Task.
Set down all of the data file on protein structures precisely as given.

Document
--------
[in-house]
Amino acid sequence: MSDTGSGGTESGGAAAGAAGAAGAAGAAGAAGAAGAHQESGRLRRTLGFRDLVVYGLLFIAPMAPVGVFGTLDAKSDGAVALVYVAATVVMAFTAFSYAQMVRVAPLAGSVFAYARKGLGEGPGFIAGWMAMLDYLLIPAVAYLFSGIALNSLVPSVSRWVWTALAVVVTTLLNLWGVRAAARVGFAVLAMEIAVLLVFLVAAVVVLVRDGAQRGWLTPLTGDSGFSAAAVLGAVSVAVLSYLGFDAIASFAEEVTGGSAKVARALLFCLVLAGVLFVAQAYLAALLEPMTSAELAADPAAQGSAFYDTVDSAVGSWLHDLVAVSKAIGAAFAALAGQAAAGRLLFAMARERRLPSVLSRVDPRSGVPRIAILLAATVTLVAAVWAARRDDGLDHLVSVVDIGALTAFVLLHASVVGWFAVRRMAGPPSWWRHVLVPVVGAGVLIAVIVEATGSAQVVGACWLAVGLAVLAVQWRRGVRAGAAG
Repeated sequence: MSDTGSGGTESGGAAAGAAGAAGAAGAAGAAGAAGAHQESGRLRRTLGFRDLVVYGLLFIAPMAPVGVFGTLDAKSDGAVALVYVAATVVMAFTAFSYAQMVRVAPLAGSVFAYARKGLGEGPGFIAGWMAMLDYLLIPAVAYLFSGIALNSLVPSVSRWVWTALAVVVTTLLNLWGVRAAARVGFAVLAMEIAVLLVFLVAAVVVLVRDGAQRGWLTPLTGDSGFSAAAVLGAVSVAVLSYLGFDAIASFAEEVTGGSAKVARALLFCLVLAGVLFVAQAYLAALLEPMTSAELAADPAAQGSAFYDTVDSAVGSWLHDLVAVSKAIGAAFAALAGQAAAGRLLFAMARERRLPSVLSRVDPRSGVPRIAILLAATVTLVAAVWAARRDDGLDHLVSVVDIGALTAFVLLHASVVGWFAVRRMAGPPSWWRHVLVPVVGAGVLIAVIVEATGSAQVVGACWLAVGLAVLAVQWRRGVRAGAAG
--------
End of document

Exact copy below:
[in-house]
Amino acid sequence: MSDTGSGGTESGGAAAGAAGAAGAAGAAGAAGAAGAHQESGRLRRTLGFRDLVVYGLLFIAPMAPVGVFGTLDAKSDGAVALVYVAATVVMAFTAFSYAQMVRVAPLAGSVFAYARKGLGEGPGFIAGWMAMLDYLLIPAVAYLFSGIALNSLVPSVSRWVWTALAVVVTTLLNLWGVRAAARVGFAVLAMEIAVLLVFLVAAVVVLVRDGAQRGWLTPLTGDSGFSAAAVLGAVSVAVLSYLGFDAIASFAEEVTGGSAKVARALLFCLVLAGVLFVAQAYLAALLEPMTSAELAADPAAQGSAFYDTVDSAVGSWLHDLVAVSKAIGAAFAALAGQAAAGRLLFAMARERRLPSVLSRVDPRSGVPRIAILLAATVTLVAAVWAARRDDGLDHLVSVVDIGALTAFVLLHASVVGWFAVRRMAGPPSWWRHVLVPVVGAGVLIAVIVEATGSAQVVGACWLAVGLAVLAVQWRRGVRAGAAG
Repeated sequence: MSDTGSGGTESGGAAAGAAGAAGAAGAAGAAGAAGAHQESGRLRRTLGFRDLVVYGLLFIAPMAPVGVFGTLDAKSDGAVALVYVAATVVMAFTAFSYAQMVRVAPLAGSVFAYARKGLGEGPGFIAGWMAMLDYLLIPAVAYLFSGIALNSLVPSVSRWVWTALAVVVTTLLNLWGVRAAARVGFAVLAMEIAVLLVFLVAAVVVLVRDGAQRGWLTPLTGDSGFSAAAVLGAVSVAVLSYLGFDAIASFAEEVTGGSAKVARALLFCLVLAGVLFVAQAYLAALLEPMTSAELAADPAAQGSAFYDTVDSAVGSWLHDLVAVSKAIGAAFAALAGQAAAGRLLFAMARERRLPSVLSRVDPRSGVPRIAILLAATVTLVAAVWAARRDDGLDHLVSVVDIGALTAFVLLHASVVGWFAVRRMAGPPSWWRHVLVPVVGAGVLIAVIVEATGSAQVVGACWLAVGLAVLAVQWRRGVRAGAAG